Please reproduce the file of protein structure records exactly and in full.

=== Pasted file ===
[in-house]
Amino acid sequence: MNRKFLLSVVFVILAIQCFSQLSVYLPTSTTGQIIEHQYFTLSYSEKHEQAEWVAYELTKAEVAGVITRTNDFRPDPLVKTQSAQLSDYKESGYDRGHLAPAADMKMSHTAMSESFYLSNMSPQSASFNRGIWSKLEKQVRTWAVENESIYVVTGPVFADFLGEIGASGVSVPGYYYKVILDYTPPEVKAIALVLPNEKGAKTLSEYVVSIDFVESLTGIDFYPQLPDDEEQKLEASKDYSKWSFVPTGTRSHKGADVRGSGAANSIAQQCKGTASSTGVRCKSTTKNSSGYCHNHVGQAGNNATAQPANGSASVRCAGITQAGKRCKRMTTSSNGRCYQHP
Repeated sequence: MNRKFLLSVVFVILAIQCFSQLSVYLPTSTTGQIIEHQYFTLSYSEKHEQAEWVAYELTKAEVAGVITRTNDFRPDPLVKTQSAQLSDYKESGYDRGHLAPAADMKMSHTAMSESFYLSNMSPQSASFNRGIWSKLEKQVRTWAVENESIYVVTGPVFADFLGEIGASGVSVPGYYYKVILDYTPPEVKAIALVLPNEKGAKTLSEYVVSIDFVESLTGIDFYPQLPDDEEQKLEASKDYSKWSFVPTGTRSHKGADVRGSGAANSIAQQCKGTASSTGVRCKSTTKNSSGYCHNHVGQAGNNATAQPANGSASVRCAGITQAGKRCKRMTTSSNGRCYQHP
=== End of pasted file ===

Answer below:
[in-house]
Amino acid sequence: MNRKFLLSVVFVILAIQCFSQLSVYLPTSTTGQIIEHQYFTLSYSEKHEQAEWVAYELTKAEVAGVITRTNDFRPDPLVKTQSAQLSDYKESGYDRGHLAPAADMKMSHTAMSESFYLSNMSPQSASFNRGIWSKLEKQVRTWAVENESIYVVTGPVFADFLGEIGASGVSVPGYYYKVILDYTPPEVKAIALVLPNEKGAKTLSEYVVSIDFVESLTGIDFYPQLPDDEEQKLEASKDYSKWSFVPTGTRSHKGADVRGSGAANSIAQQCKGTASSTGVRCKSTTKNSSGYCHNHVGQAGNNATAQPANGSASVRCAGITQAGKRCKRMTTSSNGRCYQHP
Repeated sequence: MNRKFLLSVVFVILAIQCFSQLSVYLPTSTTGQIIEHQYFTLSYSEKHEQAEWVAYELTKAEVAGVITRTNDFRPDPLVKTQSAQLSDYKESGYDRGHLAPAADMKMSHTAMSESFYLSNMSPQSASFNRGIWSKLEKQVRTWAVENESIYVVTGPVFADFLGEIGASGVSVPGYYYKVILDYTPPEVKAIALVLPNEKGAKTLSEYVVSIDFVESLTGIDFYPQLPDDEEQKLEASKDYSKWSFVPTGTRSHKGADVRGSGAANSIAQQCKGTASSTGVRCKSTTKNSSGYCHNHVGQAGNNATAQPANGSASVRCAGITQAGKRCKRMTTSSNGRCYQHP